Sophie May, whose real name was Rebecca Clarke, was the author of over 40 books between 1861 and 1903. She wrote the "Little Prudy Series" based on the little town of Norridgewock.
John Y. Merrill of Leeds (1823-1898) made terse entries in diaries he kept for 11 years. His few words still provide a glimpse into the life of a mid 18th century farmer, who also made shoes, quarried stone, moved barns, made healing salves -- and was active in civic affairs.
A summer resident of Wayne collected more than 3,000 bookplates to honor Maine native and noted opera singer Annie Louise Cary and to support the Cary Memorial Library.
… Description The school composition book called the "Dirigo Writing Book for Common Schools" was published in Portland by Loring, Short…
… Historical Society and Maine State Museum In the book he labeled "Scrap & Sketch Book," John Martin veered from the format he used in his Journal…
White's Graded School Series, Complete Arithmetic book, 1870 Contributed by Farmington Historical Society Description Complete Arithmetic…
Grade Level: 6-8, 9-12
Content Area: English Language Arts, Social Studies
Henry Wadsworth Longfellow loved his boyhood home of Portland, Maine. Born on Fore Street, the family moved to his maternal grandparents' home on Congress Street when Henry was eight months old. While he would go on to Bowdoin College and travel extensively abroad, ultimately living most of his adult years in Cambridge, Massachusetts, he never forgot his beloved Portland. Years after his childhood, in 1855, he wrote "My Lost Youth" about his undiminished love for and memories of growing up in Portland. This exhibit, using the poem as its focus, will present the Portland of Longfellow's boyhood. In many cases the old photos will be followed by contemporary images of what that site looked like 2004. Following the exhibit of 68 slides are five suggested lessons that can be adapted for any grade level, 3–12.
Grade Level: 3-5, 6-8, 9-12
Content Area: Social Studies, Visual & Performing Arts
"In the four quarters of the globe, who reads an American book?" Englishman Sydney Smith's 1820 sneer irked Americans, especially writers such as Irving, Cooper, Hawthorne, and Maine's John Neal, until Henry Wadsworth Longfellow's resounding popularity successfully rebuffed the question. The Bowdoin educated Portland native became the America's first superstar poet, paradoxically loved especially in Britain, even memorialized at Westminster Abbey. He achieved international celebrity with about forty books or translations to his credit between 1830 and 1884, and, like superstars today, his public craved pictures of him. His publishers consequently commissioned Longfellow's portrait more often than his family, and he sat for dozens of original paintings, drawings, and photos during his lifetime, as well as sculptures. Engravers and lithographers printed replicas of the originals as book frontispiece, as illustrations for magazine or newspaper articles, and as post cards or "cabinet" cards handed out to admirers, often autographed. After the poet's death, illustrators continued commercial production of his image for new editions of his writings and coloring books or games such as "Authors," and sculptors commemorated him with busts in Longfellow Schools or full-length figures in town squares. On the simple basis of quantity, the number of reproductions of the Maine native's image arguably marks him as the country's best-known nineteenth century writer. TEACHERS can use this presentation to discuss these themes in art, history, English, or humanities classes, or to lead into the following LESSON PLANS. The plans aim for any 9-12 high school studio art class, but they can also be used in any humanities course, such as literature or history. They can be adapted readily for grades 3-8 as well by modifying instructional language, evaluation rubrics, and targeted Maine Learning Results and by selecting materials for appropriate age level.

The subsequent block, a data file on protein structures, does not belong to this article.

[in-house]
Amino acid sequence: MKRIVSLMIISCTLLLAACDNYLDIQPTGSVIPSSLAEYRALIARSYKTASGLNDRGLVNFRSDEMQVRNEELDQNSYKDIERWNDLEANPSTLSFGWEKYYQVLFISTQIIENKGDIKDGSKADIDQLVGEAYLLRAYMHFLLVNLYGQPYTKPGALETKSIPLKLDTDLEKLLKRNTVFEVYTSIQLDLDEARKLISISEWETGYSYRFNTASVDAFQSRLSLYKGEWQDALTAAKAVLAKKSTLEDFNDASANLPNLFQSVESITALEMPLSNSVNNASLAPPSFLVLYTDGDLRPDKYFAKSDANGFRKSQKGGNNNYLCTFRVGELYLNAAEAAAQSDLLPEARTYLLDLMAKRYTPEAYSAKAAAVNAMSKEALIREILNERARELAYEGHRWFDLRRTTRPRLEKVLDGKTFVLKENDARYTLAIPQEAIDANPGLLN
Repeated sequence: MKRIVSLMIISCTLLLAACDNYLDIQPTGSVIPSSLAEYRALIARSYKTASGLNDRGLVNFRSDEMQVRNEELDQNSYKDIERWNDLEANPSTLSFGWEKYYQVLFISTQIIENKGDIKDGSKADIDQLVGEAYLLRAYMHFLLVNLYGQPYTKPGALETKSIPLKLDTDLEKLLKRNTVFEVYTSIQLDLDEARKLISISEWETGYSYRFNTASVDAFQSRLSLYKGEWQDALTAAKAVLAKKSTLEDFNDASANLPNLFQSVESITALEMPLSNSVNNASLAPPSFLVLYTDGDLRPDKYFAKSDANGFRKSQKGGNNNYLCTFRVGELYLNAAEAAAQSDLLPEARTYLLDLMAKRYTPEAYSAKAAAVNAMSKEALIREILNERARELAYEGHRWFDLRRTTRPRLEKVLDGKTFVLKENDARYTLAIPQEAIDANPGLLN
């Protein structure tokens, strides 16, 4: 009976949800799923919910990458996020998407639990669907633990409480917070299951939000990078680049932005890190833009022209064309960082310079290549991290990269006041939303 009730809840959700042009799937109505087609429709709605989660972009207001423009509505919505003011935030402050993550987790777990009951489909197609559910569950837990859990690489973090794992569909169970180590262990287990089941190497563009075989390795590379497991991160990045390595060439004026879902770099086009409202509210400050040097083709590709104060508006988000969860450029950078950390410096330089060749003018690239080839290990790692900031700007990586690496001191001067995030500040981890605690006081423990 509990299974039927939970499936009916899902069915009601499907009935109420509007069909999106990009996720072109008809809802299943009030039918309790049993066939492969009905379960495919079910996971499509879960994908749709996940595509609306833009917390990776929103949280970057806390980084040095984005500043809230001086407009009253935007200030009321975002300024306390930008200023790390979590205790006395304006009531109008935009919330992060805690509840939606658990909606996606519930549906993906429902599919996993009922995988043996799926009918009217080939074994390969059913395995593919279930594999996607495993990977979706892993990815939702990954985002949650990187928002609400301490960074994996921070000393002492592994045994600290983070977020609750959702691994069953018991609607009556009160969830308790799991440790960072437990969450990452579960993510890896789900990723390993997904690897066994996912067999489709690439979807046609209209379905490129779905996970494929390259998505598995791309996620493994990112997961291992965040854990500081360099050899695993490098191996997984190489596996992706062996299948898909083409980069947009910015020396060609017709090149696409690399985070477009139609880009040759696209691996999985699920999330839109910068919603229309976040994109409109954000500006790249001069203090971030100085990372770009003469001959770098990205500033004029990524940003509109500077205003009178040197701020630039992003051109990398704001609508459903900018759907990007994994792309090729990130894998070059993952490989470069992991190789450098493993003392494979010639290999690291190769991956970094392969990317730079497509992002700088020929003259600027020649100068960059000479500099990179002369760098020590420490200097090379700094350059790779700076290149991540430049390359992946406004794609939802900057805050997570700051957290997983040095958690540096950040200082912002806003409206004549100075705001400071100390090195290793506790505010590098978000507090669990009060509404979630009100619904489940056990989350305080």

Grade Level: 3-5
Content Area: English Language Arts, Social Studies
These lessons will introduce the world-famous American writer and a selection of his work with a compelling historical fiction theme. Students take up the quest: Who was HWL and did his poetry leave footprints on the sands of time? They will "tour" his Cambridge home through young eyes, listen, and discuss poems from a writers viewpoint, and create their own poems inspired by Longfellow's works. The interdisciplinary approach utilizes critical thinking skills, living history, technology integration, maps, photos, books, and peer collaboration. The mission is to get students keenly interested in what makes a great writer by using Longfellow as a historic role model. The lessons are designed for students at varying reading levels. Slow learners engage in living history with Alices fascinating search through the historic Craigie house, while gifted and talented students may dramatize the virtual tour as a monologue. Constant discovery and exciting presentations keep the magic in lessons. Remember that, "the youthful mind must be interested in order to be instructed." Students will build strong writing skills encouraging them to leave their own "footprints on the sands of time."